described in my previous message).  If you demand something of your
correspondents, please live up to the same high standards, or stop
demanding that others do.  Quoting a random selection of blog postings
is NOT research and does NOT justify anything, except that the issue
is being "discussed" by some people.  It doesn't even mean that those
discussions are serious, let alone that whoever posts those opinions
doesn't have an agenda.

> I am not user of proprietary software and I don't consider options of
> writing proprietary software. Neither I am participating in discussion
> to foster ideas of creation of proprietary software.
> I am free software user and for that specific case I am interested how
> the licensing issue is solved.

You are free to do whatever you like in your work; that is your
prerogative and no one else's.  But here we discuss what the Emacs
project should or should not do about this technology, not your
private decisions.

> 2. OpenAI_RFC-84-FR-58141.pdf
> https://www.uspto.gov/sites/default/files/documents/OpenAI_RFC-84-FR-58141.pdf
> Conclusions are:
> - legal justifications exists for US jurisdiction as the companies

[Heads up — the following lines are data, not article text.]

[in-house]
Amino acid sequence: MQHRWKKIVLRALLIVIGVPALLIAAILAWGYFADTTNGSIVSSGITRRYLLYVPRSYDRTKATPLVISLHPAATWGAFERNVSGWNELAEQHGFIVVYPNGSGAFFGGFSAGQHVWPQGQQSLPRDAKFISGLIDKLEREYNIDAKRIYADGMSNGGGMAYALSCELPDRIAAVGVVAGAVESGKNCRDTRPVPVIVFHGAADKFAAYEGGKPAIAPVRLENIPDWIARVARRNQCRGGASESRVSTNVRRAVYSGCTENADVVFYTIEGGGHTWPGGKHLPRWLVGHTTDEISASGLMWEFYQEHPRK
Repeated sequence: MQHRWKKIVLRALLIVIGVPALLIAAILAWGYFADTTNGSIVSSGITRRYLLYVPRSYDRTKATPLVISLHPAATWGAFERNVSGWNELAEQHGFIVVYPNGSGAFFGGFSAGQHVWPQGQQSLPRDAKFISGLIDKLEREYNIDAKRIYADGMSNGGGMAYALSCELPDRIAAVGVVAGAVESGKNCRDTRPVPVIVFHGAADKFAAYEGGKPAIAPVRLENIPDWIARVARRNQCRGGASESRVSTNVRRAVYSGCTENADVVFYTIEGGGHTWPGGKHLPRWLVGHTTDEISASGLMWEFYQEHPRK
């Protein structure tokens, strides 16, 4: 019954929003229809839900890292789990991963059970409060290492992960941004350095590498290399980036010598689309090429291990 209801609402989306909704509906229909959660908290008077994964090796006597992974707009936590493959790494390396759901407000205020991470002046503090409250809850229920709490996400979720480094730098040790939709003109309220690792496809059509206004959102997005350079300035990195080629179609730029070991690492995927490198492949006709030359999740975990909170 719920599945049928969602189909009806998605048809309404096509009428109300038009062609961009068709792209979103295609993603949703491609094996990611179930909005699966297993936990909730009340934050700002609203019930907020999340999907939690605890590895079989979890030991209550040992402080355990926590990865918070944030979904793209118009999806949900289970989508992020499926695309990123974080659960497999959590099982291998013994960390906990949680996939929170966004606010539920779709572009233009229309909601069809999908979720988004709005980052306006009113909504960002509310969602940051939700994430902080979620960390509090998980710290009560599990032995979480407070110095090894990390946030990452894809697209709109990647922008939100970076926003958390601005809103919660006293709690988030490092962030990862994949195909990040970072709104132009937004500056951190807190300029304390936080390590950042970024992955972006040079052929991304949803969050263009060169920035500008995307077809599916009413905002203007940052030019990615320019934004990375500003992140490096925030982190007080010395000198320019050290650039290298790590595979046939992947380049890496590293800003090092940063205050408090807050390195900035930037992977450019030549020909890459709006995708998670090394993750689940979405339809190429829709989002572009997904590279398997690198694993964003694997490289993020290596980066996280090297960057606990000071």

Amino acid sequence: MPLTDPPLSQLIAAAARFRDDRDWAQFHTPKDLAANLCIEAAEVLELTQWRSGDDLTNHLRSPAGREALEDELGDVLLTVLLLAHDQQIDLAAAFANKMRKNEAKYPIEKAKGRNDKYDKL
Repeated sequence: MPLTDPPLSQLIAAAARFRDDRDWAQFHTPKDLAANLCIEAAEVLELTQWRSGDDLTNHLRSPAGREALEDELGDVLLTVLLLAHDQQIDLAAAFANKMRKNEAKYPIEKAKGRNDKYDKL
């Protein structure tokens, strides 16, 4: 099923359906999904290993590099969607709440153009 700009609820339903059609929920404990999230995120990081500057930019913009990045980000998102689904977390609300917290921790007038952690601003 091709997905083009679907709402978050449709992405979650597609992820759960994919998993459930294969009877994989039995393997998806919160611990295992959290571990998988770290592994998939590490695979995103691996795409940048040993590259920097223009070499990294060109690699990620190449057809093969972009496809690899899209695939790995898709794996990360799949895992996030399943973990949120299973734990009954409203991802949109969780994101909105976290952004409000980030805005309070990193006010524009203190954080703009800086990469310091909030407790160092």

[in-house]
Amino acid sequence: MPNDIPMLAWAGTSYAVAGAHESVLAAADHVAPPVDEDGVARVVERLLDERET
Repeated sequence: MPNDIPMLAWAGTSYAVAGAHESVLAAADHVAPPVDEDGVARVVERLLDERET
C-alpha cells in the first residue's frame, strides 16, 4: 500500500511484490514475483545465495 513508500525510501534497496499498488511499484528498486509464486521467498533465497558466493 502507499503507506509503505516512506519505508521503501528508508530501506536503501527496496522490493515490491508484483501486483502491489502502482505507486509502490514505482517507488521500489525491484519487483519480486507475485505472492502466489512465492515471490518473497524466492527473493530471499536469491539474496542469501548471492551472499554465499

>   providing the AI are strong enough to find their ways, they are
>   playing on the card as given in references above; as somebody
>   already said, I doubt they would use "fair use" doctrine if the AI
>   would be trained on proprietary software such as Windows;
> - conflict is serious and it is out there among the people and remains
>   unsolved; AI has been trained on GPL and other free software and is
>   used by corporations to generate new code without attributions;
>   people complain that it is misuse of intentions of authors; 
> - overall international legal situation is thus unclear, especially
>   considering that free software spans the whole world, not just the
>   US jurisdiction, as what may work within US is not same among all
>   jurisdictions;

That's not what the above document concludes.  Quote:


  We submit that:

  I. Under current law, training AI systems constitutes fair use.

  II. Policy considerations underlying fair use doctrine support the
  finding that training AI systems constitute fair use.

  III. Nevertheless, legal uncertainty on the copyright implications
  of training AI systems imposes substantial costs on AI developers
  and so should be authoritatively resolved.

> Conclusion as of 2021-07-24 is that authors cannot be sure as there
> are legal uncertainties.

Those are your personal conclusions.  They don't follow, and sometimes
directly contradict, the references you yourself posted (sometimes so
much so that I wonder whether we really read the same text).  My
opinions differ substantially, for the reasons I explained above and
in other messages.

(Full disclosure: part of my daytime job is development of
sophisticated AI-based algorithms that use machine learning
technologies for various practical purposes, including analysis of
"natural language" text.)

reply via email to

[Prev in Thread] Current Thread [Next in Thread]